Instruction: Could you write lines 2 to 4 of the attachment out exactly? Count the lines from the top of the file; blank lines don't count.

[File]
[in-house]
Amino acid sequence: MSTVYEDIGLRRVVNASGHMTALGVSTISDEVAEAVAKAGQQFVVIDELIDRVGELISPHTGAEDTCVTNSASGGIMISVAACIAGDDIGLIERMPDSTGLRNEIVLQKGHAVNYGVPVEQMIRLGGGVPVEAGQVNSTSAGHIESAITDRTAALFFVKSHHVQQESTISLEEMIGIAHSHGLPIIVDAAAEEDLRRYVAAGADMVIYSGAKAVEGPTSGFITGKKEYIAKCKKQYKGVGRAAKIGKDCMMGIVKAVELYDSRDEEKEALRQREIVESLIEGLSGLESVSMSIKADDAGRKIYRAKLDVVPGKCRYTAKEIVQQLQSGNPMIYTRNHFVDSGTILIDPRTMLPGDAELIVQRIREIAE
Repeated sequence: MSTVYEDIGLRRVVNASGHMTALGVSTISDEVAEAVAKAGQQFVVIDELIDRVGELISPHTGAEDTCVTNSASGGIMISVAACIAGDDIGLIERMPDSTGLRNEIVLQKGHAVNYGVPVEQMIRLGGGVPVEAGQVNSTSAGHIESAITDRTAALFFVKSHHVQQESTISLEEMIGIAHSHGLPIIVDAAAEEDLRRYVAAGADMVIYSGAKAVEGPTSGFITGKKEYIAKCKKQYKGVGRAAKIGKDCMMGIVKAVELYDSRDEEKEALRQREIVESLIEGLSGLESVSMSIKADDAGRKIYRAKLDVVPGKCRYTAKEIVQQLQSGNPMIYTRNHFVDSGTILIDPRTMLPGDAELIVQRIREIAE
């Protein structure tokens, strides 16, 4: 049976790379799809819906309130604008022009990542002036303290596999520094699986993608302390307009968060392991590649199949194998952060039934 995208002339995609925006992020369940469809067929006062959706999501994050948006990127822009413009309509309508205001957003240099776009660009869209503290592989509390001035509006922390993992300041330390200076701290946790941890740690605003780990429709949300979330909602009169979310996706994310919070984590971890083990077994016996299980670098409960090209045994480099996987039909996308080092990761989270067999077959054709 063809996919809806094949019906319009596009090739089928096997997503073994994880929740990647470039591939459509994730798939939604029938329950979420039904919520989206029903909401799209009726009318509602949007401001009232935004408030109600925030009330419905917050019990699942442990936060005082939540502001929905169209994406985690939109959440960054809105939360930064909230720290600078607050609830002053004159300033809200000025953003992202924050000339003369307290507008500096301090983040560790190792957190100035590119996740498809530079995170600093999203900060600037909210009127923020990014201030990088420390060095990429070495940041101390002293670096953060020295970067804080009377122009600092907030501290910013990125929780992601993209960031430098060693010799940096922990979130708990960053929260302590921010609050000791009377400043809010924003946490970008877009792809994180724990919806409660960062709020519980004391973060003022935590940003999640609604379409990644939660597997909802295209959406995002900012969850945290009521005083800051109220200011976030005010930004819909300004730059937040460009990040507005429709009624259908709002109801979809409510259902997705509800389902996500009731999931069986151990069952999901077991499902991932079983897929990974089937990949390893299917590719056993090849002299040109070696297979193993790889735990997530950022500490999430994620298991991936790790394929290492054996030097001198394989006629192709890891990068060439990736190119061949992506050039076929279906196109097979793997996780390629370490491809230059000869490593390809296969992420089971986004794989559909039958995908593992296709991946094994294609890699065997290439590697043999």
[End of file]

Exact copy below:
Amino acid sequence: MSTVYEDIGLRRVVNASGHMTALGVSTISDEVAEAVAKAGQQFVVIDELIDRVGELISPHTGAEDTCVTNSASGGIMISVAACIAGDDIGLIERMPDSTGLRNEIVLQKGHAVNYGVPVEQMIRLGGGVPVEAGQVNSTSAGHIESAITDRTAALFFVKSHHVQQESTISLEEMIGIAHSHGLPIIVDAAAEEDLRRYVAAGADMVIYSGAKAVEGPTSGFITGKKEYIAKCKKQYKGVGRAAKIGKDCMMGIVKAVELYDSRDEEKEALRQREIVESLIEGLSGLESVSMSIKADDAGRKIYRAKLDVVPGKCRYTAKEIVQQLQSGNPMIYTRNHFVDSGTILIDPRTMLPGDAELIVQRIREIAE
Repeated sequence: MSTVYEDIGLRRVVNASGHMTALGVSTISDEVAEAVAKAGQQFVVIDELIDRVGELISPHTGAEDTCVTNSASGGIMISVAACIAGDDIGLIERMPDSTGLRNEIVLQKGHAVNYGVPVEQMIRLGGGVPVEAGQVNSTSAGHIESAITDRTAALFFVKSHHVQQESTISLEEMIGIAHSHGLPIIVDAAAEEDLRRYVAAGADMVIYSGAKAVEGPTSGFITGKKEYIAKCKKQYKGVGRAAKIGKDCMMGIVKAVELYDSRDEEKEALRQREIVESLIEGLSGLESVSMSIKADDAGRKIYRAKLDVVPGKCRYTAKEIVQQLQSGNPMIYTRNHFVDSGTILIDPRTMLPGDAELIVQRIREIAE
């Protein structure tokens, strides 16, 4: 049976790379799809819906309130604008022009990542002036303290596999520094699986993608302390307009968060392991590649199949194998952060039934 995208002339995609925006992020369940469809067929006062959706999501994050948006990127822009413009309509309508205001957003240099776009660009869209503290592989509390001035509006922390993992300041330390200076701290946790941890740690605003780990429709949300979330909602009169979310996706994310919070984590971890083990077994016996299980670098409960090209045994480099996987039909996308080092990761989270067999077959054709 063809996919809806094949019906319009596009090739089928096997997503073994994880929740990647470039591939459509994730798939939604029938329950979420039904919520989206029903909401799209009726009318509602949007401001009232935004408030109600925030009330419905917050019990699942442990936060005082939540502001929905169209994406985690939109959440960054809105939360930064909230720290600078607050609830002053004159300033809200000025953003992202924050000339003369307290507008500096301090983040560790190792957190100035590119996740498809530079995170600093999203900060600037909210009127923020990014201030990088420390060095990429070495940041101390002293670096953060020295970067804080009377122009600092907030501290910013990125929780992601993209960031430098060693010799940096922990979130708990960053929260302590921010609050000791009377400043809010924003946490970008877009792809994180724990919806409660960062709020519980004391973060003022935590940003999640609604379409990644939660597997909802295209959406995002900012969850945290009521005083800051109220200011976030005010930004819909300004730059937040460009990040507005429709009624259908709002109801979809409510259902997705509800389902996500009731999931069986151990069952999901077991499902991932079983897929990974089937990949390893299917590719056993090849002299040109070696297979193993790889735990997530950022500490999430994620298991991936790790394929290492054996030097001198394989006629192709890891990068060439990736190119061949992506050039076929279906196109097979793997996780390629370490491809230059000869490593390809296969992420089971986004794989559909039958995908593992296709991946094994294609890699065997290439590697043999």